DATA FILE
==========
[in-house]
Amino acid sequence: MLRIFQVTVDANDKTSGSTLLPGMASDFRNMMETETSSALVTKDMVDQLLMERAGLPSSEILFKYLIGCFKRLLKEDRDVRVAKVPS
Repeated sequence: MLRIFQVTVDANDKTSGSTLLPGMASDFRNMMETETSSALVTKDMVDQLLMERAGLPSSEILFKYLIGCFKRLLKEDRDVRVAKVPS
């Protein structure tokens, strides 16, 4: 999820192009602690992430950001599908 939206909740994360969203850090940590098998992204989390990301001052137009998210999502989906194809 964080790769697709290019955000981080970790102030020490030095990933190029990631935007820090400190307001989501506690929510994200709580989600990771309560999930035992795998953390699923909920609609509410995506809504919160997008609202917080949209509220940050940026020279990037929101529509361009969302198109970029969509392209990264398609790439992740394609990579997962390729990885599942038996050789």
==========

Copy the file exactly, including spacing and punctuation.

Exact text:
[in-house]
Amino acid sequence: MLRIFQVTVDANDKTSGSTLLPGMASDFRNMMETETSSALVTKDMVDQLLMERAGLPSSEILFKYLIGCFKRLLKEDRDVRVAKVPS
Repeated sequence: MLRIFQVTVDANDKTSGSTLLPGMASDFRNMMETETSSALVTKDMVDQLLMERAGLPSSEILFKYLIGCFKRLLKEDRDVRVAKVPS
């Protein structure tokens, strides 16, 4: 999820192009602690992430950001599908 939206909740994360969203850090940590098998992204989390990301001052137009998210999502989906194809 964080790769697709290019955000981080970790102030020490030095990933190029990631935007820090400190307001989501506690929510994200709580989600990771309560999930035992795998953390699923909920609609509410995506809504919160997008609202917080949209509220940050940026020279990037929101529509361009969302198109970029969509392209990264398609790439992740394609990579997962390729990885599942038996050789």